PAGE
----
We’re looking for someone with formal design qualifications and preferably one year experience. The right candidate will possess in-depth knowledge of Adobe Creative Suite (InDesign, Illustrator, Photoshop) and HTML.

  • Execute creative briefs for digital projects - eDMs, banners, social media & competitions

  • Adhere to and develop the Shoes of Prey visual brand identity

  • Manage the internal image library

  • Layout and manage print executions

  • Brief freelancers and photographers

  • Retouch studio, street-style and product photography

  • Illustration and fashion sketching skills desirable


To be killing it in this role and considered an "A Player" on the Shoes of Prey team, here are the four key things you’ll have achieved after 12 months:

  1. You not only live and breathe Shoes of Prey’s culture and values, you’ve contributed to growing and developing them. People on the team enjoy spending time with you and are fighting to be able to work closely with you.

  2. You’ll know the server and image assets like the back of your hand and you’re able to navigate swiftly to current and historic assets in order to build on them for future executions.

  3. You’ll have added your own harmonious innovations to the Shoes of Prey graphic guidelines.

  4. You’ll be given a new visual asset and know exactly where and how it can be best utilised graphically to further the Shoes of Prey brand - whether that’s in an eDM, a homepage panel, a Facebook post or Instagram snap

  • Passion for fashion, footwear, online shopping and personal style

  • Capacity to meet tight deadlines on short notice

  • Attention to detail and accuracy

  • Ability to work with limited supervision

  • A positive attitude and hunger to learn


The total salary package for this will be based on experience and include super, bonus and stock options. As with all roles at Shoes of Prey, lunch + snacks + shoes are of course included.


If you have what it takes, please email your resume, cover letter and portfolio to joinourteam@shoesofprey.com. Please make the subject line "NAME - JUNIOR DESIGNER", this is essential as any applications without this will be missed by our email filters.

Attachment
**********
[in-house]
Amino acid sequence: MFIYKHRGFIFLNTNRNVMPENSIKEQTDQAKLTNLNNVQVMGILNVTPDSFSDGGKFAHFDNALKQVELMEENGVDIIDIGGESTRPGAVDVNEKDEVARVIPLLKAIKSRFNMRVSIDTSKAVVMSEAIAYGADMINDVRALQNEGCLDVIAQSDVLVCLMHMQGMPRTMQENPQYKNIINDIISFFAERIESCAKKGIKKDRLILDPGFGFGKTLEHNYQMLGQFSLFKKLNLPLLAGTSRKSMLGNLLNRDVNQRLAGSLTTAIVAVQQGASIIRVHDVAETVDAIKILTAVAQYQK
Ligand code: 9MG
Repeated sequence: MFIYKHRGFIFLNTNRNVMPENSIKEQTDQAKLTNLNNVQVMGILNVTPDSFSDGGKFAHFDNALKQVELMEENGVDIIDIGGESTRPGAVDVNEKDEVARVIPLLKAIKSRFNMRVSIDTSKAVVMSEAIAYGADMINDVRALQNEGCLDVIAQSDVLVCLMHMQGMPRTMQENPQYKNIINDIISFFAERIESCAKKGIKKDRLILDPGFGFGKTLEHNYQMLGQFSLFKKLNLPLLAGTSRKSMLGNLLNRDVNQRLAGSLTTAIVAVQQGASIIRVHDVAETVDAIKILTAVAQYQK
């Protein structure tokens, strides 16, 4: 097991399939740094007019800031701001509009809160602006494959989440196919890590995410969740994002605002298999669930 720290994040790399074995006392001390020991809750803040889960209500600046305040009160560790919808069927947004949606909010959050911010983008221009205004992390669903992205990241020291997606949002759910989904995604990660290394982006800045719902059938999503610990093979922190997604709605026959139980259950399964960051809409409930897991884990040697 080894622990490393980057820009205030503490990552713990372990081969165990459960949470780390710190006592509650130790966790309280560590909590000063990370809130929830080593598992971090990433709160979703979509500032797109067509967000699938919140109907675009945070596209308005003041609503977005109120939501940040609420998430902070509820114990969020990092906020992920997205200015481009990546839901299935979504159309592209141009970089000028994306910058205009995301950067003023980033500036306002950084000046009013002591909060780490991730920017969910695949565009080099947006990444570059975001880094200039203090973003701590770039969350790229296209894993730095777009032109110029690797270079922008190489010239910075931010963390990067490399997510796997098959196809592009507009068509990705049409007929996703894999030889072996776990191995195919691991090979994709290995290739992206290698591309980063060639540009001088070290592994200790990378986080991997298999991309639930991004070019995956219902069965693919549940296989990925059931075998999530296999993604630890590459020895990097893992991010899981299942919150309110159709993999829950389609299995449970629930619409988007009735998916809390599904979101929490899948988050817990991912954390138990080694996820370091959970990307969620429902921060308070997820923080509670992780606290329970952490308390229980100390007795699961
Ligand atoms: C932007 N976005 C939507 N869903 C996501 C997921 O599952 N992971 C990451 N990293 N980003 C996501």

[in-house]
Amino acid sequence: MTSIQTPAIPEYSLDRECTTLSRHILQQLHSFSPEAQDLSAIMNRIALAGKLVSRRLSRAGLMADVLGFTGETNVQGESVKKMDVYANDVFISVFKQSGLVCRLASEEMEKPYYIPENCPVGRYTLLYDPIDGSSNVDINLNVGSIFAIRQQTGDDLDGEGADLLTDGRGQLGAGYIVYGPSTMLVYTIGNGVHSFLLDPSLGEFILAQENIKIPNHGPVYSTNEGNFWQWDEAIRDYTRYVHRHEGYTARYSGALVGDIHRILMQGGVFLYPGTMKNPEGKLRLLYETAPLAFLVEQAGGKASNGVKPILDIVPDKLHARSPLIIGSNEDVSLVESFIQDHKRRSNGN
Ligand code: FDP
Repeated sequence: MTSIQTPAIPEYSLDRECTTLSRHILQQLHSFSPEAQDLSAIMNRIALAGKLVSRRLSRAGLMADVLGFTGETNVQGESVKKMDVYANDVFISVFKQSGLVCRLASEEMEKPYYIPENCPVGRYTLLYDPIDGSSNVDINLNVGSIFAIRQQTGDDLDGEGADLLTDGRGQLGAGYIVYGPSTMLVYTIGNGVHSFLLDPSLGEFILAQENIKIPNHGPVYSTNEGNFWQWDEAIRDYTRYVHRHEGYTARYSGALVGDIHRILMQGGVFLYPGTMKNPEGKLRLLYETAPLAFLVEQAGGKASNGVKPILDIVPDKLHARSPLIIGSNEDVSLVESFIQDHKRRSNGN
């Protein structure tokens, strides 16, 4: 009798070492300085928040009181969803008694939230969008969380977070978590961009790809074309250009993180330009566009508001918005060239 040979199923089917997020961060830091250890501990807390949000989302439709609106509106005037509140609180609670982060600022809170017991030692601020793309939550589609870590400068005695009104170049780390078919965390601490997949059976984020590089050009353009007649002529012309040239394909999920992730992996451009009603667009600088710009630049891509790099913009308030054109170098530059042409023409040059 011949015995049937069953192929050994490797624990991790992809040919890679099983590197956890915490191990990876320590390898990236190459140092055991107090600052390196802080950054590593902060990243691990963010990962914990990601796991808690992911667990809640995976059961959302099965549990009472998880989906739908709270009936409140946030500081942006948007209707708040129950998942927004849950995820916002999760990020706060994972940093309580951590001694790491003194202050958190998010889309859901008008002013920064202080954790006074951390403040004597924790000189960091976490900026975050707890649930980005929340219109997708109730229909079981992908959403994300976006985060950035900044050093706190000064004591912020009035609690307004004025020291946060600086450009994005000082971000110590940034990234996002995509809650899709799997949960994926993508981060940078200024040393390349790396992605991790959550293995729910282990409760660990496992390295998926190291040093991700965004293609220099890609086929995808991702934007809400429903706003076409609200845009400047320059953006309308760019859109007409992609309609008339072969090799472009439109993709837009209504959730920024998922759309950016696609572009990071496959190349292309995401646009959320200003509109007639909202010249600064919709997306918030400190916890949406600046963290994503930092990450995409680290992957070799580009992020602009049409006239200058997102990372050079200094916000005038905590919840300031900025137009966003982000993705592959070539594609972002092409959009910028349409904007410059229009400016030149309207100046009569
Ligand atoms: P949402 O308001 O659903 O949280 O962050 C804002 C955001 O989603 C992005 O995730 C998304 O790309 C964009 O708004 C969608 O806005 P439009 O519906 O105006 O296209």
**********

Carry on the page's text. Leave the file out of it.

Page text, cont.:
Wednesday, August 7, 2013

Mass Customisation Going Mainstream

Last year Google spent $12.5b buying the mobile phone company Motorola. This year they're launching a mass customised phone! You can see a demo of their mass customisation software in the video embedded below.

We're big believers at Shoes of Prey in the trend that people want personalised products. It's fantastic to see companies like Google/Motorola picking up on the same trends and launching mass customised products.

via Brendan Forster

Friday, August 2, 2013

Students - Learn to Code - NCSS Challenge starting 5 August

Australia needs more software engineers. I blogged this video a while back but it's worth embedding here again:

A group of passionate software engineers and educators have put together a company called Grok Learning and on Monday 5 August launch the National Computer Science School Challenge for 2013.

In their own words:

the NCSS Challenge: an online programming competition for high school students that teaches students to code, while they compete. This year for the first time the Challenge is open to international enrolments as well.

The NCSS Challenge runs for five weeks, starting next Monday 5th August, and is entirely online. This means that students can participate even if they have no previous programming experience, and no programming teacher at their school. We provide interactive notes to introduce the content, challenge problems to test and reinforce learning, forums where students can help each other and connect with other students, and access to volunteer tutors who provide support and encouragement through the site. The problems are automatically marked by our system, so students receive immediate feedback on their progress.

Through the NCSS Challenge we are trying to help bridge the gap between our current curriculum and the technologies curriculum we would like to see in schools.

If you know a school student (or teacher) who would benefit from this, please encourage them to give it a go, and check out their website: https://groklearning.com/challenge

Thursday, August 1, 2013

How to negotiate with VCs

Here's a fantastic article from Harvard Business Review titled, "How to Negotiate with VCs".

I can relate to a number of these points in our Series A negotiations and the time since.

You can build trust more easily when the other party is vulnerable.